I will also get my trains sorted out, as I will be taking a train toward Lyon to spend some time with a family member before then flying into Pamplona!

By harmanygroves

Burgos to Hornillos…

Today I walked from Burgos, Spain to Hornillos. I had forgotten how much I love this part of the Camino.  First, I walked out of Burgos  past the cathedral.  I didn’t remember seeing this statue last year, but honestly, last year I was so overwhelmed and tired because I had started in southern France. Perhaps I saw the statue and it just seemed new when I saw it today! I then continued following yellow arrows out of town, past the university. 

Pretty flat until a little bit later on, when it opened up into steep Rolling-hills. This was definitely the Meseta. The sun was hot, and although it’s only March, I worked up a sweat. Passed through Tardajos, which had a picturesque bell tower complete with nesting storks up top. The town seemed as sleepy and quiet as it did last year. 

By harmanygroves

This I Believe…

I believe in the power of prayer. For me, simple, old Christian prayers are amazingly soothing, especially in times of need.

One time, I was in a hospital surgery room, in Bangkok, Thailand. The surgery that I was scheduled for was not a pleasant event. To top it off, the surgeon was stuck in traffic, so I was lying in the surgical room, wrapped in a strait-jacket-like device, designed to keep my arms from flopping over the side of the surgical gurney. As I lay there, I could not help thinking about why I was there. I was once again having an ectopic pregnancy, and as ectopic babies are unable to survive–ever– the surgery was to remove the baby—only three months old—from one of my fallopian tubes. I had met my baby on an ultrasound monitor just the day before, and remembered bursting into tears as I had been given the heart-wrenching news. As I lay on that gurney, I felt tears come to my eyes, and then spill down into my ears. I could scarcely breathe, as I had become so congested. Suddenly, the words of the Catholic Hail Mary  came to me.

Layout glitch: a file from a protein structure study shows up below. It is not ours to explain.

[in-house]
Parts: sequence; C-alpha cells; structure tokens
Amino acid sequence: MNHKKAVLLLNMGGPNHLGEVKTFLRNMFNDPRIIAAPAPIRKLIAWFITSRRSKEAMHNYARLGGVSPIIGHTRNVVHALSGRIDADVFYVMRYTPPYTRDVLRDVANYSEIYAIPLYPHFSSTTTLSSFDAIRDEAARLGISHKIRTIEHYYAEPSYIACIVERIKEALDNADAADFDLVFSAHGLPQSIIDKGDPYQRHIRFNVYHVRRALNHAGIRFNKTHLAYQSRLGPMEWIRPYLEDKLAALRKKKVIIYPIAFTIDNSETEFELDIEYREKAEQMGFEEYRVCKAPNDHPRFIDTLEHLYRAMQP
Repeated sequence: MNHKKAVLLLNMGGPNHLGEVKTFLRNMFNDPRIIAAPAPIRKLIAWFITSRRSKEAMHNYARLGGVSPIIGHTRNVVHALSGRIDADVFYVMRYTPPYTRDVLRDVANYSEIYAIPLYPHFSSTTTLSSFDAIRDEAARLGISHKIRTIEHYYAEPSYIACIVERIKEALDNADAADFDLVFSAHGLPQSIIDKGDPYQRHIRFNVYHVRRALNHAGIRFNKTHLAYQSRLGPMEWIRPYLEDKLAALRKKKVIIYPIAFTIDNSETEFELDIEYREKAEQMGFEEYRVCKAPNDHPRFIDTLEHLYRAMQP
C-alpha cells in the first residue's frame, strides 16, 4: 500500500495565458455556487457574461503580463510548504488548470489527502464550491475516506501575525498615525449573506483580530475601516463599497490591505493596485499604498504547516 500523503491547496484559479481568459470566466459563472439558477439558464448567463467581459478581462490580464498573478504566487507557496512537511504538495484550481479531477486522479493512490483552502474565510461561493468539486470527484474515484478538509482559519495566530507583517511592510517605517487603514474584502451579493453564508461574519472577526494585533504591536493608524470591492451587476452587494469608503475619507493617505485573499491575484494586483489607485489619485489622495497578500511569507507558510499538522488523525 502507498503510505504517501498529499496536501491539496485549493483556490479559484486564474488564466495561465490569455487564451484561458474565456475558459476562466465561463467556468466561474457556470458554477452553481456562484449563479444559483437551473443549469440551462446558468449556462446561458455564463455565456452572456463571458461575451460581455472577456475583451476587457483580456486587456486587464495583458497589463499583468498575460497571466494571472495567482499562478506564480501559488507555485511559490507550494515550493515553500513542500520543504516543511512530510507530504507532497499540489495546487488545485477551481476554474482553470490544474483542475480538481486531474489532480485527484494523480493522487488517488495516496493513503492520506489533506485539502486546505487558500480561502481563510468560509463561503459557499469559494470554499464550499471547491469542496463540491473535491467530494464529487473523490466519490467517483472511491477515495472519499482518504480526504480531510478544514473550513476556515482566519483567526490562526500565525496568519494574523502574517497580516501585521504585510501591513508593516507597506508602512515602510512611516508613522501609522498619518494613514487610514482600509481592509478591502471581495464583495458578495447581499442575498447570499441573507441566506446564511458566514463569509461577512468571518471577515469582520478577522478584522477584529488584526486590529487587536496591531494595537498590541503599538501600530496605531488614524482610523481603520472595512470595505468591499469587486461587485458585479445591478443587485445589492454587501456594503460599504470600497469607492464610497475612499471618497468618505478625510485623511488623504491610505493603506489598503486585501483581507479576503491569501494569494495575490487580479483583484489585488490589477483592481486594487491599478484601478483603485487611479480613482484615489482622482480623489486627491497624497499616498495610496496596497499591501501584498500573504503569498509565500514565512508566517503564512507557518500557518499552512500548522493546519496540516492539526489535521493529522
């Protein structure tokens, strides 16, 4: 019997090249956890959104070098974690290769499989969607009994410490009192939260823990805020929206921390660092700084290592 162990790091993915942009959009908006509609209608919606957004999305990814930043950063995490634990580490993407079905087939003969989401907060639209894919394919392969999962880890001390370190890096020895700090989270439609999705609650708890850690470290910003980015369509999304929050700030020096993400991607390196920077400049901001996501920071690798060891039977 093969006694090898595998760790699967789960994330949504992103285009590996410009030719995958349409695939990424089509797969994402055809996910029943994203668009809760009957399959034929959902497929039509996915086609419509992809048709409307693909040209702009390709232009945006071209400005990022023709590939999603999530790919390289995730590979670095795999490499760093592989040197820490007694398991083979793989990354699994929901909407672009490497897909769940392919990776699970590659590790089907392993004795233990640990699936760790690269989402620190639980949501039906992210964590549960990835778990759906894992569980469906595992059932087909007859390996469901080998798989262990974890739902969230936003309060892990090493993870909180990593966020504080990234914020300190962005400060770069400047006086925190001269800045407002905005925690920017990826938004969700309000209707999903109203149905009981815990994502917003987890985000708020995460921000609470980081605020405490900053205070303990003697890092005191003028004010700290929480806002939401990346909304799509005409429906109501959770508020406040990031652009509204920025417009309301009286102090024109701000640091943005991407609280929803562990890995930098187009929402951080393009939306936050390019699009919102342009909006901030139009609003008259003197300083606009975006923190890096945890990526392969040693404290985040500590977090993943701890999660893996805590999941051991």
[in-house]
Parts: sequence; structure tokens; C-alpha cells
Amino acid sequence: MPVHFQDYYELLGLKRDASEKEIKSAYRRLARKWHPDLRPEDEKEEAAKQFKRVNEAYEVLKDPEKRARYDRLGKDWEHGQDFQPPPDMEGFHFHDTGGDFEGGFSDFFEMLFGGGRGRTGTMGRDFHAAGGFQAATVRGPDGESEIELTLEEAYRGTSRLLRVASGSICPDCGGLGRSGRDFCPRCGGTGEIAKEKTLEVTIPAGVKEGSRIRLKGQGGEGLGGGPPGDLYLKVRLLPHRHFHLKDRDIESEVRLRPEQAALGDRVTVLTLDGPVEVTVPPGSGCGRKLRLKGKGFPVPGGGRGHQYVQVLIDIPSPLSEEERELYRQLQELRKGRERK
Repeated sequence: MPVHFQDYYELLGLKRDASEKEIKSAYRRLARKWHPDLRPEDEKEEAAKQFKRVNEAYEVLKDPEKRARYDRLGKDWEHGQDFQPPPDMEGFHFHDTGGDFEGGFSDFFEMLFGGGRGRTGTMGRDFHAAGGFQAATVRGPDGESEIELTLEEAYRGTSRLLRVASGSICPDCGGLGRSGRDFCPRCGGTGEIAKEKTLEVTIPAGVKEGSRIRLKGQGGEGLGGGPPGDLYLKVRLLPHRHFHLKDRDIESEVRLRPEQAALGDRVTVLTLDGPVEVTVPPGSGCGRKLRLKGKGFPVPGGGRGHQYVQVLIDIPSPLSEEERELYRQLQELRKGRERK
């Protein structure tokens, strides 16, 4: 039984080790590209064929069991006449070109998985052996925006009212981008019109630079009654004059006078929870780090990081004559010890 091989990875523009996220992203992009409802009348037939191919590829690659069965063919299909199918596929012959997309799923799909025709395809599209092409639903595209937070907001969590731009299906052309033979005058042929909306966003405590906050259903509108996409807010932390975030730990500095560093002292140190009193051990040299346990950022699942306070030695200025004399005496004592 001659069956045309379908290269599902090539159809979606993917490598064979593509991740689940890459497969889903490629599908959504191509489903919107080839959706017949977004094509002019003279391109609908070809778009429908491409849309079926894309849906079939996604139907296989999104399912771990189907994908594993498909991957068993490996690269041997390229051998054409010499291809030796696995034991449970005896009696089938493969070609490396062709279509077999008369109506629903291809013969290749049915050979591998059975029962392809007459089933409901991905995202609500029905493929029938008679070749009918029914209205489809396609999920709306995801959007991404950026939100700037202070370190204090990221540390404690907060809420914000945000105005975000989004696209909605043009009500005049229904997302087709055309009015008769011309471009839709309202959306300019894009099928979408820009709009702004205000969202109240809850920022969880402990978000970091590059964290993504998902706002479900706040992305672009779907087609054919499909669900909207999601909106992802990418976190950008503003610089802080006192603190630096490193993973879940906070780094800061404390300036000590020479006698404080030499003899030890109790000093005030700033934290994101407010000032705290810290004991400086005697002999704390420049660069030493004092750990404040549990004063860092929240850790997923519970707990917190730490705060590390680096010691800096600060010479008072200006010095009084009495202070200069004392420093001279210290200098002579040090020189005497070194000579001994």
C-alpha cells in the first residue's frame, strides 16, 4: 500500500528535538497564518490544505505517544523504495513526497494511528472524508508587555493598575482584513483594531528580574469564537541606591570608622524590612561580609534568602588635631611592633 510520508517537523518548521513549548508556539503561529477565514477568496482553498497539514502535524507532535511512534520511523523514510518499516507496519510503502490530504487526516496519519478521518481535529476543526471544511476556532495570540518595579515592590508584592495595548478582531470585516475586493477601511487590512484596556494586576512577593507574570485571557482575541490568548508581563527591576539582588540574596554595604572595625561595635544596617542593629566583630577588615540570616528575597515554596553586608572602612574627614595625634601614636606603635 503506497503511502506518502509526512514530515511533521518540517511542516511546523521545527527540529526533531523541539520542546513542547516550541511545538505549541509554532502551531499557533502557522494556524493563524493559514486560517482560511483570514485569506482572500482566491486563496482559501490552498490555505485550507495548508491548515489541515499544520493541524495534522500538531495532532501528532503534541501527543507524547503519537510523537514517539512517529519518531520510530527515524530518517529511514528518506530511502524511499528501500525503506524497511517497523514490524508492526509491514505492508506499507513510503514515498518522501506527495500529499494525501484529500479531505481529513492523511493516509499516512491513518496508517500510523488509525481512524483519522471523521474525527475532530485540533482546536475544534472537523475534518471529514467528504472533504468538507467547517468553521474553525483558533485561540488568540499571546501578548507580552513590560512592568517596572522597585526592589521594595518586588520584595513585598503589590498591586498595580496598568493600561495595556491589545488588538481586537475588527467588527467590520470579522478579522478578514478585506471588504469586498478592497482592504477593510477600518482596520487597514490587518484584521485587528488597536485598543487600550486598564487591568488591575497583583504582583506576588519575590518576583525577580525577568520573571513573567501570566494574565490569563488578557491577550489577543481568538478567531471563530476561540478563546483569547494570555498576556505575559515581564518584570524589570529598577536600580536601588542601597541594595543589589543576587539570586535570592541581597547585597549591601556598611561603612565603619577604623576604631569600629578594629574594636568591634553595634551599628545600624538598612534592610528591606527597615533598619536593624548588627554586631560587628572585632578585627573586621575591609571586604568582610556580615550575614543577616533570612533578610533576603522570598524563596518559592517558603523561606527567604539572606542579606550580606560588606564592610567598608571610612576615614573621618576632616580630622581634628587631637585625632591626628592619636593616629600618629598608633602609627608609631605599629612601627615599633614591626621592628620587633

Now, bear in mind, I was not raised Catholic, but prayer calms me, and the “amen” at the end makes me think of my family. I can’t count the Thanksgiving dinners I’ve shared with Mom, Dad, Sister, Brother, and beloved grandparents with a before-dinner prayer of thanks–the traditional “Our Father, who art in heaven”–and that family “Amen” said in unison.  So, here I was with a bright surgical light staring me down, trustled uncomfortably in a situation of no control, and suddenly, I heard “Hail Mary” prayer in my mind. I could not remember the words at first, so I concentrated initially on remembering them…Hail Mary, full of grace, the Lord is with thee; blessed art thou amongst women, and blessed is the fruit of thy womb, Jesus. Holy Mary, Mother of God, pray for us sinners, now and at the hour of our death. Amen.

I knew that I was probably not at the hour of my death, but lying there all alone for what seemed like forever but was in fact about an hour, it felt like death!